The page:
Shadow Lodge

    Erik Mona wrote:

    This is a fascinating thread and I'd like to thank the members of the Paizo community (and James and Jason) for the thoughtful commentary.

    Your welcome. So what is your opinion? It may just be me, but it seems that the people that had anything to do with it really are not offering up any of their views.

    Liberty's Edge

    James Jacobs wrote:
    The inspirational parts of BECMI, 1st edition, and 2nd edition certainly did play a part, but since none of those books contains open content it really couldn't go beyond that.

    BECMI?

    "BECMI" refers to the Frank Mentzer 1983 edition of Basic, Expert, Companion, Masters, and Immortals {that other game}.

    I had to Google that, figured I would share.

    Scarab Sages

    Krigare wrote:
    Disenchanter wrote:
    Jal Dorak wrote:
    Maybe it's late and I'm tired, but while I agree those things were changed a great deal, and they are among many changes, what exactly about them was MMO-style?

    The MMO style comes in to play when multiple changes were made per item, and that it was done so (overkill style) just to quiet a group of vocal people.

    Maybe I'm too much of a cook. You can't "take back" spices, so you never add too much at one time to keep from hurting your dish.

    No such thing as too much of a cook =)

    And I think WotC MMO styled it more than anyone.

    Yeah, Paizo made some changes, but many of the changes were, generally speaking, minor (clerical armor proficiency, spiked chains) that if you prefer it the old way, its terribly hard to rule it back to 3.5.

    Some of the changes were less minor, and with anything that isn't a minor change, its impossible to please everyone. Spell changes, a couple complete class overhauls (paladin for example), some combat mechanics, all those are hard to handwave back to the way they were before, but I think (right now) its a bit early to be saying it was too much. After the Bestiary comes out, and you've read it, make your mind up then. Alot of what people seem to be basing all this on is the 3.5 version of the game...and we don't even know what the PFRPG monsters will look like as a whole.

    Not saying you have to like it (we can have our opinions, they don't have to be the same), but at least give it a fair shake before saying they went to far.

    And don't use 2 cups salt instead of Sugar if you're making cookies...they turn out really bad...

    I don't see the parallel of Pathfinder to an MMO, except that it had an Alpha, and a Beta before it went gold pieces.

    I've been gaming for 26 years, and this is D&D to me. The adventure paths are wonderful.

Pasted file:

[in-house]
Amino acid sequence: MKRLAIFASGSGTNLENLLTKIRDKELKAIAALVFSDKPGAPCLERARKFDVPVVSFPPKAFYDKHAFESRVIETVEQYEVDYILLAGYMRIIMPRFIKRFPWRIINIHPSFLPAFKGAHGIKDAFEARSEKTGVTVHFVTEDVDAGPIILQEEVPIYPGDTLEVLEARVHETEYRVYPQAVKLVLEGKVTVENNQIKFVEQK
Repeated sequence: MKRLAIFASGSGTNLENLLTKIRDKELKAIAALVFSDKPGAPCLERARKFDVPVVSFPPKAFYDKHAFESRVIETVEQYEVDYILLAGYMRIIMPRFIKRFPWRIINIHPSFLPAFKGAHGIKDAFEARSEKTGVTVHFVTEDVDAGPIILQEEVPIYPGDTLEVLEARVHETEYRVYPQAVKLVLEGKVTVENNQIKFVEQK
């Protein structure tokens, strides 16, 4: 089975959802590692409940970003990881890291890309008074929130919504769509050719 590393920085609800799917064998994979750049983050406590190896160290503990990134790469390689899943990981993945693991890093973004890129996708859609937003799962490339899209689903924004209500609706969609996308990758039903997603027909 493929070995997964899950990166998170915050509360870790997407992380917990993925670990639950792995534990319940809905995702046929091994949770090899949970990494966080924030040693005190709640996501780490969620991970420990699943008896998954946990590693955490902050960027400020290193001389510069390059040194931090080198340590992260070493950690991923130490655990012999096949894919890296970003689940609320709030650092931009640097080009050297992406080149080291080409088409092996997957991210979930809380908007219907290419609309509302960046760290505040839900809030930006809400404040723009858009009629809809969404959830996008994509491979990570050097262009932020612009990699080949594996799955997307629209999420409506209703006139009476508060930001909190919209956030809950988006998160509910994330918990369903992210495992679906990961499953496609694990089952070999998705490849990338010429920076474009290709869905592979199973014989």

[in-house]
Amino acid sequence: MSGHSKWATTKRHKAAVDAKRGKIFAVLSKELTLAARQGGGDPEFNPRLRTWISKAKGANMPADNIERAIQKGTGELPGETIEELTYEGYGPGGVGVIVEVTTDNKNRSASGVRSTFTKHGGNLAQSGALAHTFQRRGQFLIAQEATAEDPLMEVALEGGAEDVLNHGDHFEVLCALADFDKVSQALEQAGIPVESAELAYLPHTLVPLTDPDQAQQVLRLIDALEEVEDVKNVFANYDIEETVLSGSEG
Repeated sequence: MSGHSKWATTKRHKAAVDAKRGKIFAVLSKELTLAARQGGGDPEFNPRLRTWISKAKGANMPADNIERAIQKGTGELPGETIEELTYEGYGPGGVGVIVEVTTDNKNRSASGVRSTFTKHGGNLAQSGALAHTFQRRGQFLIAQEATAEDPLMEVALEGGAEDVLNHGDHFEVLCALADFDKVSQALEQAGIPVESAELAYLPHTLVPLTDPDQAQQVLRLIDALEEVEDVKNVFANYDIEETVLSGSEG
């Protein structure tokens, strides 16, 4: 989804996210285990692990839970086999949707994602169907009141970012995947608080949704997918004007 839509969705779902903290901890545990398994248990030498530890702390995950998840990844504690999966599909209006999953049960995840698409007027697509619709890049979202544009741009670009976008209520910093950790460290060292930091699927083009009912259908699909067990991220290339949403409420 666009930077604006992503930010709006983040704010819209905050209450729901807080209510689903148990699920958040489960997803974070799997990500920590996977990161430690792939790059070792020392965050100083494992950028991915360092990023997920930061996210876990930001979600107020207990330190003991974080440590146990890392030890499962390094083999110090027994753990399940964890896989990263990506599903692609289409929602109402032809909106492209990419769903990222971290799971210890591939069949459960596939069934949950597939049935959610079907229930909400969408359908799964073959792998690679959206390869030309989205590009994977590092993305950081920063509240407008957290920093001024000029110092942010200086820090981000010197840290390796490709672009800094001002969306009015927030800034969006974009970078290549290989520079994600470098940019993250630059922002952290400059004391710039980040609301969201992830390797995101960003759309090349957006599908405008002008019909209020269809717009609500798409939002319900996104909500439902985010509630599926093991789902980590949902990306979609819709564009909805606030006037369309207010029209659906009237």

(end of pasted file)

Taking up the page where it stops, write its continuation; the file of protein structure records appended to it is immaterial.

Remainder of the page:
(Now, I'm a rule tweaker, so of course I'm going to house-rule that which wasn't changed enough...(I'm looking at you 2+int class skills.) And that whic was changed too much (Halflings losing their throwing weapon bonus). Then I'll put that into a big Cauldron and throw in my own special rules that only I know about (until I publish them next year) and Viola! I have my Game...


    Xaaon of Xen'Drik wrote:
    Now, I'm a rule tweaker, so of course I'm going to house-rule that which wasn't changed enough...(I'm looking at you 2+int class skills.)

    Not trying to threadjack here but I've seen this house rule everywhere. I'm kind of wondering what the logic is behind it and what happens to all of the 4+INT classes like the Druid, Barbarian and Monk. Do they all get the shaft or does everyone bump up +2 SkP?

    Just wondering.

    Shadow Lodge

    Personally, I think 4 + Int should just be the minimum. Rangers and Babarians don't get any more, just like the Cleric didn't get more HP. Rogue dropping back to 6 + Int is a good idea now, too, I think.


    Beckett wrote:
    Personally, I think 4 + Int should just be the minimum. Rangers and Babarians don't get any more, just like the Cleric didn't get more HP. Rogue dropping back to 6 + Int is a good idea now, too, I think.

    With all the feats that both Rogues and Rangers now get, I can kind of see your point about dropping their skill points back.

    Scarab Sages

    I just increase the 2+int classes, I leave the other classes where they are, I like skills...In my opinion...No amount of skill points can destroy the game balance...but lack of skills can easily destroy a story.

    (I'm even going to add more skill points in my games based upon race.)

    (Note: I'm also requiring rogues and other precision based classes to Identify the weak points in monsters to get the bonus, OR at least someone to tell them where to strike...this makes bards very nice.)

    the loss of the x4 multiplier really damages the amount of skills you have at 1st level. Yes, you catch up a few levels later, but why hamstring the characters at first level when you want them to survive longer. (increasing base HPs)

    Shadow Lodge

    I haven't gone through specifically to look, it just seems that most of the skills being merged really benefit the Rogue the most, andway, effectivly bumping the Rogue up to 10 + or 12 + Int anyway. I also prefere them to have to choose between what skills thy focus on than being so good with nearly all the rogueish skills. Pretty much everyone else has to pick carefully.

    Scarab Sages

    Beckett wrote:
    I haven't gone through specifically to look, it just seems that most of the skills being merged really benefit the Rogue the most, andway, effectivly bumping the Rogue up to 10 + or 12 + Int anyway. I also prefere them to have to choose between what skills thy focus on than being so good with nearly all the rogueish skills. Pretty much everyone else has to pick carefully.

    Even rogues still have to be careful, if they take too many rogue skills they hamstring themselves in other skills, now, making a trap-monkey is easy, that's just perception and disable device. Like I said in my game, they'll want some Knowledge skills as well...need to know where to hit that zombie to get that extra damage, same with a vampire...not every character knows to hit a vampire in the heart with a stake...even though every player does.